Ultimately, for some years now (cf. Becker & Langosch, 2002; Kruse, 2020) we have been talking about a significant increase in complexity, more dynamics and thus faster and more complex change. “If the density of networking in a system is increased, then the number of feedback effects also increases automatically” (Kruse, 2020, p. 37). This leads to the effects just mentioned and is at the same time the central solution approach to counteract this.

Suitable, adaptive and learning methods can therefore be the solution to this, if we develop them in a self-organised and stimulating way. Only such a high form of self-organisation with disturbance, stimulation, resonance and phase transitions is agile in the true sense and capable of continuous survival. For this to happen, the next stage must be to turn self-organisation into a new form of organisational intelligence that will be able to grow with it (cf. Kruse, 2020, p. 54ff.). This takes us beyond the previous approaches to organisational learning and the organisational turnaround could be the start of the intelligent, living organisation.

Productivity and humanity as a desirable solution for all

The results of project success, employee satisfaction or even productivity are not an end in themselves or intended to serve a purely feel-good atmosphere for employees. No, it is a win-win situation from which both sides will benefit equally. This is the path of organisational change that many companies still have ahead of them. The research results from hundreds of scientifically evaluated projects prove this.

We need to position ourselves for new worlds and achieve team performance and organisational intelligence. This works through processes and methods (e.g. OKR or PPM), vision and task orientation, clear measurement criteria, communication and feedback, out-of-the-box thinking as well as self-organisation and networking.

Team performance

Fig. 2: Team performance and organisational intelligence is made up of many factors.

We need to grow our organisations out of today’s rigid organisational form and focus on organisational intelligence. This is based on the approaches already described and must establish itself adaptively – also through collective intuition. Everything is available, researched and described. All that is left now is for those responsible to want it.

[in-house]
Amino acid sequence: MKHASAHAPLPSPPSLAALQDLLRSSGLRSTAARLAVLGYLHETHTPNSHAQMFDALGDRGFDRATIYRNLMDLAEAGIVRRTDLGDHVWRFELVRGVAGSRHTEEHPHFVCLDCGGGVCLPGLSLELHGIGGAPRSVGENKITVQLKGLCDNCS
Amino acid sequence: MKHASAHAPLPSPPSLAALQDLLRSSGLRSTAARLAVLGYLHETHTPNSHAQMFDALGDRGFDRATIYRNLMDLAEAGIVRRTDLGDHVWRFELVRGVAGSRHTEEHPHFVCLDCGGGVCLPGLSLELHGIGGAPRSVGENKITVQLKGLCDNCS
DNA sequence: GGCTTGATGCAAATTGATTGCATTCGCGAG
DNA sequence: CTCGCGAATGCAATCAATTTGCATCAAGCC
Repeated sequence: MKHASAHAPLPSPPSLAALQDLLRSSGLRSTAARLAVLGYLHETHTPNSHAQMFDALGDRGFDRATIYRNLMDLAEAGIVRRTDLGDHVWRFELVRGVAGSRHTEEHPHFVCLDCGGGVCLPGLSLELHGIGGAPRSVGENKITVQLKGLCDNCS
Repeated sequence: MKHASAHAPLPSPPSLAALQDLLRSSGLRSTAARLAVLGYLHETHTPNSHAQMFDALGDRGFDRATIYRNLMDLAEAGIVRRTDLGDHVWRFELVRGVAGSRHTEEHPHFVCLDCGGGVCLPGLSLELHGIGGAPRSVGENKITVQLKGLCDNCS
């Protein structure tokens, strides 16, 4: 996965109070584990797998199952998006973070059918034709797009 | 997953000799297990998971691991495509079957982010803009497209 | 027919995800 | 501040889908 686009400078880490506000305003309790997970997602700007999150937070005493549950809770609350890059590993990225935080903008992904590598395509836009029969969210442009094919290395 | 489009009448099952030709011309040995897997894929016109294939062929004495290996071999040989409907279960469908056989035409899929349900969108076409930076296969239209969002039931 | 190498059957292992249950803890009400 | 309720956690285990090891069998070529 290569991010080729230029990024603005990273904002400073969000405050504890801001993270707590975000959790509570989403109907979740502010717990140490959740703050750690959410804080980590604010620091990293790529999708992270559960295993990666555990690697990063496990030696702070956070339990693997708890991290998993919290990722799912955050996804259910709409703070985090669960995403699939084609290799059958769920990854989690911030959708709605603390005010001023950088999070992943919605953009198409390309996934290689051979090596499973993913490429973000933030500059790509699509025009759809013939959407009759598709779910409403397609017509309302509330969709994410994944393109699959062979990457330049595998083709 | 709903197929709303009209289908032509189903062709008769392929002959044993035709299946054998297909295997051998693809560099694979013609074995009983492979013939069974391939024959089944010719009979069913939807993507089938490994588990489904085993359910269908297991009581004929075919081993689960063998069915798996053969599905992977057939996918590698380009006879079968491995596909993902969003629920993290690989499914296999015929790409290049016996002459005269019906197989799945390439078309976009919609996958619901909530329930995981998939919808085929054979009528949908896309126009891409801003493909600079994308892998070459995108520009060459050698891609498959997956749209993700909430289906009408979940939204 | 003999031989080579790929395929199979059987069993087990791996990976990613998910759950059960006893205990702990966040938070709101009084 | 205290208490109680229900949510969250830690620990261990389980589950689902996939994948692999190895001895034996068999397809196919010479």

Short and sweet

Not only since Wikipedia or Google do we have access to the wisdom of mankind. The information is in front of us, we “only” need to read it, understand it and put it into practice. The central findings of this article are briefly summarised here once again:

  1. Productivity can be significantly improved, participative productivity management offers everything and has as its (only?) disadvantage the bulky name.
  2. Productivity and humanity are not a contradiction, but a win-win.
  3. Theory and practice are not opposites either. If the theory fits the practical problem and is applied correctly, it helps to find a structured solution.
  4. Self-organisation, agile working and similar developments help to get more out of the system and also to encourage and support the employees.
  5. This is not an end in itself, but a necessity. Only through networking, mutual stimulation and resilient assessment can organisations still (re)act appropriately to the more complex and dynamic world.
  6. They can engage in the organisational turnaround if they want to. A more human organisation with significantly higher productivity is waiting for you! Why don’t you go and see it?

 

Notes:

If you are looking for support in building productivity and humanity, feel free to drop by Soptim Business Consult.

[1] Barnum effect

Sources:

Sascha Rücklicke has published another article in the t2informatik Blog:

t2informatik Blog: Climate of innovation in teams

Climate of innovation in teams

Sascha Rülicke
Sascha Rülicke

Sascha Rülicke joined sbc soptim business consult GmbH at the beginning of 2009 and has been a senior consultant for several years. Before this time he worked for almost seven years as a research assistant at the A.U.G.E. Institute of the Niederrhein University of Applied Sciences in the field of applied research. In various research projects he became acquainted with team and organizational development in mainly small and medium-sized companies.

With the end of his research work he joined sbc as a consultant. In these more than ten years he was able to complete a large number of projects. The biggest topics are work and process design, innovation, innovation climate, project management as well as team and organisational development.